[0122] The guide wire 1′ has a cover layer 7 on the outer surface (outer peripheral surface) side. In this way, the guide wire of the present invention may be configured to have a cover layer that covers the whole or part of the outer surface (outer peripheral surface). Such the cover layer 7 is formed for satisfying various purposes, one of which is to reduce the friction (sliding friction) of the guide wire 1′ for improving the sliding performance of the guide wire 1′, thereby enhancing the operationality of the guide wire 1′.

[0123] To satisfy the above-described purpose, the cover layer 7 is preferably made from a material capable of reducing the friction of the guide wire 1′. With this configuration, since the friction resistance (sliding resistance) of the guide wire 1′ against the inner wall of a catheter used together with the guide wire 1′ is reduced, the sliding performance of the guide wire 1′ is improved, to enhance the operationality of the guide wire 1′ in the catheter. Further, since the sliding resistance of the guide wire 1′ is reduced, it is possible to more certainly prevent, at the time of movement and/or rotation of the guide wire 1′ in the catheter, kink (sharp bending) or torsion of the guide wire 1′, particularly, in the vicinity of a welded portion of the guide wire 1′.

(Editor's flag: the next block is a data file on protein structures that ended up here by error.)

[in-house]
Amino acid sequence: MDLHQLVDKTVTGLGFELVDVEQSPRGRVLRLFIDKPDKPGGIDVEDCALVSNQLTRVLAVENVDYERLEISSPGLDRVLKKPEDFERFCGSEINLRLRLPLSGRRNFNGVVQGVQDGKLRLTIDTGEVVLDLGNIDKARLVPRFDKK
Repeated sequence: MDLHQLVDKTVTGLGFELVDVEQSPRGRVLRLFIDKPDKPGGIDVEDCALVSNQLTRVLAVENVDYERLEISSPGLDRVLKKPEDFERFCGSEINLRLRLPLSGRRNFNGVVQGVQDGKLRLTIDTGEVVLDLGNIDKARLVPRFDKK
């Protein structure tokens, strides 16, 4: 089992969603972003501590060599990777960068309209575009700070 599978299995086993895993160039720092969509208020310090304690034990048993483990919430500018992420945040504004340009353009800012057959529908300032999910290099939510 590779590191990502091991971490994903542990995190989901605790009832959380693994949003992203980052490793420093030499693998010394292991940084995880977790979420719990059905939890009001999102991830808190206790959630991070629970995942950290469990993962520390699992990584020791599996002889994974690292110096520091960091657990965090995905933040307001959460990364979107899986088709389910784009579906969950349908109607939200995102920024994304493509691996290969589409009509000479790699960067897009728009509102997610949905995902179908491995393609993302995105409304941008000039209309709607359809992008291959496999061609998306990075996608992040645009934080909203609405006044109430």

[0124] Examples of the materials capable of reducing the friction of the guide wire 1′ include polyorefins such as polyethylene and polypropylene, polyvinyl chloride, polyesters (such as PET and PBT), polyamide, polyimide, polyurethane, polystyrene, polycarbonate, silicone resins, fluorocarbon resins (such as PTFE and ETFE), silicone rubbers, various kinds of elastomers (for example, thermoplastic elastomers such as polyamide-based elastomer and polyester-based elastomer), and composite materials thereof. In particular, a fluorocarbon resin or a composite material thereof is preferable, and PTFE is more preferable.

[0125] According to this embodiment, a hydrophilic material or a hydrophobic material can be also used as another preferred example of the material capable of reducing the friction of the guide wire 1′. In particular, the hydrophilic material is preferable.

[0126] Examples of the hydrophilic materials include a cellulose based polymer, a polyethylene oxide based polymer, a maleic anhydride based polymer (for example, a maleic anhydride copolymer such as methylvinylether-maleic anhydride copolymer), an acrylic amide based polymer (for example, polyacrylic amide or polyglycidyl methacrylate-dimethyl acrylic amide [PGMA-DMAA] block copolymer), water-soluble nylon, polyvinyl alcohol, and polyvinyl pyrolidone.